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Poached rhino
A poached pregnant rhino © Susan Scott for STROOP

The 2017 rhino poaching numbers were released yesterday by Dr Edna Molewa, South African Minister of Environmental Affairs (DEA). We look at the numbers behind the numbers.

Susan Scott and Bonné de Bod of STROOP report:

Year after year we hear the rhino poaching numbers on radio, watch them on tv or read them here at Africa Geographic.  But what do those figures mean, and what’s actually behind them. Because let’s be honest, there’s so much secrecy in the fight against rhino poaching that a lot is kept from the public … in the interest of rhino security, sure, but so much is happening on the ground that the numbers don’t show. As filmmakers, we’ve been lucky to get access to all these role-players on the ground and this is our take on the numbers released for 2017:

“A minor decrease in the number of rhino poached nationally in 2017”.  That’s the line Minister Molewa used in her report.  A total of 1,028 rhinos were poached during the year 2017, down from 1,054 in 2016 – the second year in a row we have seen a slight decrease – mostly because of the reductions achieved in the Kruger National Park.  Great news for Kruger, down 24% to just over 500 rhinos poached for 2017. But if we take a closer look at the provincial stats, we see the true story behind the overall decrease:

Rhino poaching 2017 numbers by province

Apart from the Kruger region, only three other provinces achieve negative poaching numbers.  Gauteng doesn’t really count with a drop from 6 to 4, and in the Eastern Cape, the drop from 17 to 12 was probably due to the arrest of one gang of darters. But Limpopo, down to 79 from 90, is great news! Bear in mind that Limpopo had four years of high numbers around the 100 mark.  The bulk of rhinos in Limpopo are privately owned and the Limpopo Rhino Security Group (LRSG) was formed two years ago in an attempt to join the farmers in targeting the onslaught.  The group has been working with various SAPS units (from stock theft to crime intelligence), private anti-poaching units and the DEA’s EMI enforcers to bring down the poaching. It’s been a huge effort and it’s paying off. The legalizing of local trade did have some impact in the province with several of the farmers telling us they would sell horn the minute it became legal to do so.  Several owners dehorned in anticipation of sales – possibly an added benefit as a deterrent.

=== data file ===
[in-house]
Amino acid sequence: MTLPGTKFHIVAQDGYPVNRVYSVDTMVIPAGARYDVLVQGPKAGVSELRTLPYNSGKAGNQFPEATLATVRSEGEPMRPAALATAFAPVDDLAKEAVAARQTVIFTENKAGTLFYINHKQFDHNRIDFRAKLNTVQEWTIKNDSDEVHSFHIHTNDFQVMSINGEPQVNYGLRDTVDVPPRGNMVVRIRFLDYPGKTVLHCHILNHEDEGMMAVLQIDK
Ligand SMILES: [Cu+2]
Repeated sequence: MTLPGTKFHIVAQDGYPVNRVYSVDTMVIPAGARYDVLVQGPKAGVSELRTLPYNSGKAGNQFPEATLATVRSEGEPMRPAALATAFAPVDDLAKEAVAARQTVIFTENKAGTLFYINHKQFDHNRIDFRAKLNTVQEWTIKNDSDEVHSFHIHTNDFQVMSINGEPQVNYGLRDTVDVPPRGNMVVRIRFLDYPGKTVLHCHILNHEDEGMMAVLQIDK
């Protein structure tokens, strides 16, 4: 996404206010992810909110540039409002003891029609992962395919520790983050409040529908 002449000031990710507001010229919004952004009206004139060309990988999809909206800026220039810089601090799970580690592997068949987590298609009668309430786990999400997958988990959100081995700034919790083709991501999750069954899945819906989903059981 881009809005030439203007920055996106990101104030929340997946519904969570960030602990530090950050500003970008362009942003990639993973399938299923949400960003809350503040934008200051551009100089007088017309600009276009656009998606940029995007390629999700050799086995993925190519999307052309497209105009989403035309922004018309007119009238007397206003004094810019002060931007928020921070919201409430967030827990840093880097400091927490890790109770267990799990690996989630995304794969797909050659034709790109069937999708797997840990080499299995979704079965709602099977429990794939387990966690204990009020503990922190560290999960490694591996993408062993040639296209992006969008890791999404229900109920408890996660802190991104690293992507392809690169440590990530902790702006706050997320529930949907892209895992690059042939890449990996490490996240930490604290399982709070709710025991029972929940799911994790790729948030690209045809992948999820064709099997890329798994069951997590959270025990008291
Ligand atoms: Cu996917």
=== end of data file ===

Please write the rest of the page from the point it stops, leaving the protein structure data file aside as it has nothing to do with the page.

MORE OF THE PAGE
Rhino poaching carcass
Bonné de Bod and a private rhino owner inspect a rhino poached on his farm © Susan Scott for STROOP

The rest of the provinces however have been hit hard.  Kwa-Zulu Natal was a disaster area, with the well-publicized onslaught in the provincial parks. How can we forget the cow and calf killed right in the heart of iMfolozi, at the game capture bomas, just after the organization’s game auction. How shocking that two security guards with one weapon between them were protecting millions of rands of assets that had just been sold. Almost all of the 222 poachings in Kwa-Zulu Natal were government-owned rhinos – fewer than 5% from privately-owned reserves and farms.  A massive dehorning effort from the private owners in the area throughout 2017 may have acted as a further deterrent.  The vets were very busy in Limpopo and KZN during 2017.

North West suffered a 72% increase – with tourists to Pilanesburg reporting the massacres. Several private rhino owners in the province were also targeted.  The Northern Cape and the Freestate continued their significant poaching increases from 2015 through into 2017 (100% and 124%).  The bulk of rhinos in these provinces are privately-owned. We visited a farmer just outside Kimberley in the middle of winter last year who had lost 9 rhinos literally overnight. 9 rhinos!